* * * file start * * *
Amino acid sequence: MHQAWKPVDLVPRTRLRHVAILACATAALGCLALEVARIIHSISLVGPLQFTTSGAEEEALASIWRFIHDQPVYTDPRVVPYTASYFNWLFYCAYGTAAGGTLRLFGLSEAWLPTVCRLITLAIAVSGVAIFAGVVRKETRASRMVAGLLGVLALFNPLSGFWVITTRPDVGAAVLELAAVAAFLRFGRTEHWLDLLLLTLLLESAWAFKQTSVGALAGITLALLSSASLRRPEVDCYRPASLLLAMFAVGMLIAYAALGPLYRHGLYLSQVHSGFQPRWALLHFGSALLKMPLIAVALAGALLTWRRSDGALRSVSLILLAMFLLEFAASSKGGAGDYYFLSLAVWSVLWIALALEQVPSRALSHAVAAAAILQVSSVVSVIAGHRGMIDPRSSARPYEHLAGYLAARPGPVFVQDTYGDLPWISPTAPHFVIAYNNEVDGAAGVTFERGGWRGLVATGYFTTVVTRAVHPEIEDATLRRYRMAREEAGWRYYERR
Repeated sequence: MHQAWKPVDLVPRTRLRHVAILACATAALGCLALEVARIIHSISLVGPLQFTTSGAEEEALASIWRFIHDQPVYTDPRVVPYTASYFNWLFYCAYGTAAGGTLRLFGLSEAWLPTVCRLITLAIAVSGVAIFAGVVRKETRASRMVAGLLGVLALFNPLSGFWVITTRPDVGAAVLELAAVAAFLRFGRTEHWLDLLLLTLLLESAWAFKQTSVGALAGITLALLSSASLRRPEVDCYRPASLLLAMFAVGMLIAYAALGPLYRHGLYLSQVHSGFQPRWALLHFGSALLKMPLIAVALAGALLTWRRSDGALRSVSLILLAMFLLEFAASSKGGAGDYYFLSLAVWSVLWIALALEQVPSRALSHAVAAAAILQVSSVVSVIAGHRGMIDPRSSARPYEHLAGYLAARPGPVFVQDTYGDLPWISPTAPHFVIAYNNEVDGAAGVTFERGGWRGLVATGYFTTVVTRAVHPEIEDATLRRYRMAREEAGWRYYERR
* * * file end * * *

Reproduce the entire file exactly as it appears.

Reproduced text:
Amino acid sequence: MHQAWKPVDLVPRTRLRHVAILACATAALGCLALEVARIIHSISLVGPLQFTTSGAEEEALASIWRFIHDQPVYTDPRVVPYTASYFNWLFYCAYGTAAGGTLRLFGLSEAWLPTVCRLITLAIAVSGVAIFAGVVRKETRASRMVAGLLGVLALFNPLSGFWVITTRPDVGAAVLELAAVAAFLRFGRTEHWLDLLLLTLLLESAWAFKQTSVGALAGITLALLSSASLRRPEVDCYRPASLLLAMFAVGMLIAYAALGPLYRHGLYLSQVHSGFQPRWALLHFGSALLKMPLIAVALAGALLTWRRSDGALRSVSLILLAMFLLEFAASSKGGAGDYYFLSLAVWSVLWIALALEQVPSRALSHAVAAAAILQVSSVVSVIAGHRGMIDPRSSARPYEHLAGYLAARPGPVFVQDTYGDLPWISPTAPHFVIAYNNEVDGAAGVTFERGGWRGLVATGYFTTVVTRAVHPEIEDATLRRYRMAREEAGWRYYERR
Repeated sequence: MHQAWKPVDLVPRTRLRHVAILACATAALGCLALEVARIIHSISLVGPLQFTTSGAEEEALASIWRFIHDQPVYTDPRVVPYTASYFNWLFYCAYGTAAGGTLRLFGLSEAWLPTVCRLITLAIAVSGVAIFAGVVRKETRASRMVAGLLGVLALFNPLSGFWVITTRPDVGAAVLELAAVAAFLRFGRTEHWLDLLLLTLLLESAWAFKQTSVGALAGITLALLSSASLRRPEVDCYRPASLLLAMFAVGMLIAYAALGPLYRHGLYLSQVHSGFQPRWALLHFGSALLKMPLIAVALAGALLTWRRSDGALRSVSLILLAMFLLEFAASSKGGAGDYYFLSLAVWSVLWIALALEQVPSRALSHAVAAAAILQVSSVVSVIAGHRGMIDPRSSARPYEHLAGYLAARPGPVFVQDTYGDLPWISPTAPHFVIAYNNEVDGAAGVTFERGGWRGLVATGYFTTVVTRAVHPEIEDATLRRYRMAREEAGWRYYERR